Sustaining

The Future of Eco-Conscious Clothing

How many times have you bought a discount dress you ended up wearing only once or twice? No matter how much we try to resist the shopping frenzy, everyone is bound to give in once in a while and buy something they don’t really need. Impulse shopping is an addiction that’s often ignored, and while its consequences may not be immediately visible, they have a large impact on our planet.

Research suggests that the fashion industry is responsible for 10% of global carbon emissions, which is higher than the impact made by flying and shipping combined. The process of manufacturing and delivering clothes has many phases, all of which contribute to the high numbers.

However, the journey doesn’t end when a product is delivered to a customer. The ways consumers wash their clothes and dispose of unwanted items also contribute to the fashion industry’s carbon footprint.

The Impact of Denim

Conventional way of manufacturing clothes requires excessive use of energy and water. According to the UN, it takes a kilogram of cotton to make a single pair of jeans. Since cotton is predominantly grown in dry areas, a kilogram of cotton uses up about 10,000 liters of water.

In addition to using up large amounts of water, producing jeans increases water pollution. Fabric dyes used in the making of denim contaminate aquatic ecosystems and drinking water. Additionally, synthetic materials that form elastane—the stretchy material found in many types of tight jeans—tamper with the recycling process and further pollute the environment.

The production of denim can be made more eco-friendly by using materials with properties similar to the ones of cotton. These materials minimize the use of water and harmful techniques, such as pre-washing and bleaching. Some manufacturers have been working on ways to recycle denim fibers and consequently reduce the amount of dyeing and finishing. Others have turned to producing biodegradable jeans, which are made without the use of nylon threads and rivets, and which can be put in the compost bin when the consumer no longer needs them.

Polyester-made World

The most common fabric used in garment production is polyester, a synthetic polymer that makes up 65% of all the clothes people wear, according to research. Polyester is light, long-lasting, and inexpensive, which makes it convenient for mass use.

However, clothes made from polyester have an overwhelming effect on the environment. A polyester-made shirt releases twice as much carbon emissions compared to the cotton one. Also, polyester takes hundreds of years to decompose and it often ends up in landfill.

Many fashion labels are finding creative ways to reduce the environmental impact of clothes. In addition to making biodegradable clothes and discovering new, eco-conscious ways of dyeing, some fashion brands started making textile using waste from fruit and wood. But it’s not just the use of materials that makes a difference; it’s also the way we shop.

Online Shopping – Friend or Foe?

While some research suggests that online shopping reduces the carbon footprint of clothes because it eliminates traveling to the shops, others point out that easy access to products makes people buy more than they need. And after over-buying, consumers tend to return large amounts of the newly-bought clothes. The returned pieces increase the number of carbon emissions caused by the transport of goods.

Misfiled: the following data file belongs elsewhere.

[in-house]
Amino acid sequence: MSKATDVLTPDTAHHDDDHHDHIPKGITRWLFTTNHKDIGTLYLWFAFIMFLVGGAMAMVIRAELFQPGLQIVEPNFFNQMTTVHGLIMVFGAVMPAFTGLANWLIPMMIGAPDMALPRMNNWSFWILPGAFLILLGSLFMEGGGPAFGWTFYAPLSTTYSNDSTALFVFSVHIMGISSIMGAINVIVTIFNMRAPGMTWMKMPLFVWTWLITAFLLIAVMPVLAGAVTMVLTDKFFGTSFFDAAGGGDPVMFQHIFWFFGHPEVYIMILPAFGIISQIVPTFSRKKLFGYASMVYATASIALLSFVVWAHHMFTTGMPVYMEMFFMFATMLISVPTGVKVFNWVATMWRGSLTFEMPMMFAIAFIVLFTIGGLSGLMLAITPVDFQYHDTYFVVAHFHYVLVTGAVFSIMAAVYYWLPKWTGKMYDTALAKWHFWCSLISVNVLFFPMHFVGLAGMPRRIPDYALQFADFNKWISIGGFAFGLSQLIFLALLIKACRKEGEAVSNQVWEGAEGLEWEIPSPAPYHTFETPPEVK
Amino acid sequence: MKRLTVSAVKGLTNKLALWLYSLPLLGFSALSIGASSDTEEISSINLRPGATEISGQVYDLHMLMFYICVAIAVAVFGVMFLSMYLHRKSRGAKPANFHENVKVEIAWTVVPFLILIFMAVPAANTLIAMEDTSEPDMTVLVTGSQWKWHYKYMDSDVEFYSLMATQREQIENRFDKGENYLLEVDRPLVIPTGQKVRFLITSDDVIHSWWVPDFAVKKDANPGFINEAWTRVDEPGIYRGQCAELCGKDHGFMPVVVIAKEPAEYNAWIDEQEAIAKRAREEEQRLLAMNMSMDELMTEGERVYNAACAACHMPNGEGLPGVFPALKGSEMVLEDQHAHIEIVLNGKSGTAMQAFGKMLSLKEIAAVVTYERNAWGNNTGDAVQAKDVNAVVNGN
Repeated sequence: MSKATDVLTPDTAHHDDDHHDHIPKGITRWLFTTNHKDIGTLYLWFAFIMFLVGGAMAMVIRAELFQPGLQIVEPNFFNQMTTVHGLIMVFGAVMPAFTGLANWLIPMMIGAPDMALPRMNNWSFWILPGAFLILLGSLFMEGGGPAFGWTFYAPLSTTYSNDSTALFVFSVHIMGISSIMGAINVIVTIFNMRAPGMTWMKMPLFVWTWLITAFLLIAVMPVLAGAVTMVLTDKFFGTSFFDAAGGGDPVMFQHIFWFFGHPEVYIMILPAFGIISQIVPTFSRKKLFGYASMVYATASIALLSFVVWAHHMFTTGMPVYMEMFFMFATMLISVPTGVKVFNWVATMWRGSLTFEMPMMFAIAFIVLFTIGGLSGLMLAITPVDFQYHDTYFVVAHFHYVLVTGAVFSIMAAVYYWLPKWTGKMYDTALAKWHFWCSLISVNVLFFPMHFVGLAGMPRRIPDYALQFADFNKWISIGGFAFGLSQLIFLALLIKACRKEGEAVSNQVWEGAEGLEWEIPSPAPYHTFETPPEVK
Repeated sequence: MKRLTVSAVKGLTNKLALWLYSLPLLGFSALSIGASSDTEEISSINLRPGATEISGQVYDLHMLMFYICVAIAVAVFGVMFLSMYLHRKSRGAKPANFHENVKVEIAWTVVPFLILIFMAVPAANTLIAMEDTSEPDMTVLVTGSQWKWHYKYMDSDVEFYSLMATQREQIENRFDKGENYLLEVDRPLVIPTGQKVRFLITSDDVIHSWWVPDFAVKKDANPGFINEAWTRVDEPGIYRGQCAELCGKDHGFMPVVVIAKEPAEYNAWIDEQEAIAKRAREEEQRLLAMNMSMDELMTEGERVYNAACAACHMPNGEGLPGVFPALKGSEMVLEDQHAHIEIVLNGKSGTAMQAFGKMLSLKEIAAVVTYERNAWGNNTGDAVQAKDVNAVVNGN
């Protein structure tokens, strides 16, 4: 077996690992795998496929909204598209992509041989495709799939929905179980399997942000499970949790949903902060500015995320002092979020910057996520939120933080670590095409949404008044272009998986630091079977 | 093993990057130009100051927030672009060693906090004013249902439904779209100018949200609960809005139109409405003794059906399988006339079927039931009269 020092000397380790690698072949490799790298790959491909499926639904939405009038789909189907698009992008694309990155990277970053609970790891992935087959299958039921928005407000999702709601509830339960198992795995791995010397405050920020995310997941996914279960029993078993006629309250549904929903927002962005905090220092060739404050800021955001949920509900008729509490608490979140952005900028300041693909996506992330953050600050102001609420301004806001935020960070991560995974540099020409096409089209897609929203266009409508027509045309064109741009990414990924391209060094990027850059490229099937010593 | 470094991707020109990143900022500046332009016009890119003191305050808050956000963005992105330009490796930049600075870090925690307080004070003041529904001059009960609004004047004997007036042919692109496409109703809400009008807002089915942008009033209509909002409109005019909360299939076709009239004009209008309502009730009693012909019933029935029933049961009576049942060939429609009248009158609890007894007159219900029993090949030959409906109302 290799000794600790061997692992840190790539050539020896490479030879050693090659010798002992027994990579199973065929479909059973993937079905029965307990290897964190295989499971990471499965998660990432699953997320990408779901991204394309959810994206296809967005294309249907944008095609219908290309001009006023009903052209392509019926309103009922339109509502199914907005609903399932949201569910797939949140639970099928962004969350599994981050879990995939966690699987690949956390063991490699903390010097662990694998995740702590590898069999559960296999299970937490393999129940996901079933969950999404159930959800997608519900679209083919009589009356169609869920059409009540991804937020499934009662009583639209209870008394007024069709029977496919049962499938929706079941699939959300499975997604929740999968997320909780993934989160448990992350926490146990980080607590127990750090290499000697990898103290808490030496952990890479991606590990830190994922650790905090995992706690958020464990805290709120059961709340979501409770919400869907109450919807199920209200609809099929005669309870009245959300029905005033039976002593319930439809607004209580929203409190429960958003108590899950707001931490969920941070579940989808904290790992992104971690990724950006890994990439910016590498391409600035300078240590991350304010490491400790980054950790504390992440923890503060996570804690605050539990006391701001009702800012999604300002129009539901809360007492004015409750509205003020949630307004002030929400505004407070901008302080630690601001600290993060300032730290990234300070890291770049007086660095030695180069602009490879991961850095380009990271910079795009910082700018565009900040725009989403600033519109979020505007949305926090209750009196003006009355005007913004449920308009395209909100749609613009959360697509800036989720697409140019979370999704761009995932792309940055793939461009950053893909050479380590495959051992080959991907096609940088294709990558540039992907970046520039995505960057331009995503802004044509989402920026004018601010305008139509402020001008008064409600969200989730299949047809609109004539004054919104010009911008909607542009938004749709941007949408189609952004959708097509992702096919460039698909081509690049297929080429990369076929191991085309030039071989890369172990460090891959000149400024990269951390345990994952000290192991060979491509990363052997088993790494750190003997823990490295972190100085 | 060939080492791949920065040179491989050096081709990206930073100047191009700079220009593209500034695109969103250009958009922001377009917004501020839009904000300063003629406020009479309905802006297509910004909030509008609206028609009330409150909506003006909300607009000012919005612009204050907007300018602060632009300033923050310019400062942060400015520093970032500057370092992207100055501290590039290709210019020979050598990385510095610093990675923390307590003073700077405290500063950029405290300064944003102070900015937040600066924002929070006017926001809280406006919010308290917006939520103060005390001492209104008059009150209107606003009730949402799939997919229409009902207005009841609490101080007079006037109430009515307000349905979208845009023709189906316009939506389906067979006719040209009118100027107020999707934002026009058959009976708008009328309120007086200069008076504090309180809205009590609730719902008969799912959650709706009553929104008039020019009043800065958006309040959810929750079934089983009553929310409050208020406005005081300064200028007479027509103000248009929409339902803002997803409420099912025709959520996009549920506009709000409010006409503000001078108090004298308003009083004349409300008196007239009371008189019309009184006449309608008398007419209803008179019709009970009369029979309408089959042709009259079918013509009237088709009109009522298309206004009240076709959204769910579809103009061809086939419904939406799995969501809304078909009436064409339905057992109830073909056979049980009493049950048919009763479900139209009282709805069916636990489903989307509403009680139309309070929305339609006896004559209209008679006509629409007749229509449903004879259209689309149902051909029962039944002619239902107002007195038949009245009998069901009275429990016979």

An easy way to solve this problem would be to buy only what you need and plan to keep, but it seems that even the things we keep we don’t wear. One public survey showed that US consumers never wear one fifth of the clothing pieces they purchased.

So, why do we buy items we hardly ever wear? The problem may be rooted in psychology. People with low self-confidence may buy in large amounts to achieve a sense of belonging, according to researchers. Another explanation may be that impulse shopping provides a sense of reward that can be hard to resist.

The internet increases the chances of impulse shopping as products are available all the time. Buying clothes in vintage shops and secondhand stores may help keep this type of impulsive behavior under control. Plus, you help reduce the carbon footprint of fashion by giving used clothes another life.

Cut Down on Washing

It may be hard to believe, but the number of times you wash your clothes contributes to the environmental impact they leave. Washing clothes less frequently helps prevent excessive water use and it reduces the number of microfibers that get shed during the washing process. This means less plastics will reach the water system.

What to Do with Unwanted Clothes?

The way you dispose of clothes you no longer plan to wear also impacts the environment. If you simply throw them away, they’ll end up in a landfill. One eco-friendly option is to give your clothes away to friends or charity if they are still in good condition. If not, you can recycle them.

Recycling clothes is still a relatively new concept and it’s not possible for all types of fabrics, but you can recycle cotton and polyester. While some manufacturers have switched to using recycled fabrics, the places where you can take your clothes for recycling are still sparse.

The fast-paced world of fashion encourages consumers to constantly buy new items to stay on top of the latest trends, resulting in large environmental impact. To break this cycle, manufacturers, major labels, and consumers all need to become more invested in reducing the carbon footprint of the fashion industry. By re-examining their shopping habits, individuals can make small changes that create a big difference in the way we treat our planet’s resources. What will the future of sustainable fashion look like? It’s up to all of us.

-Ana Marković

Photo: Wikimedia Commons

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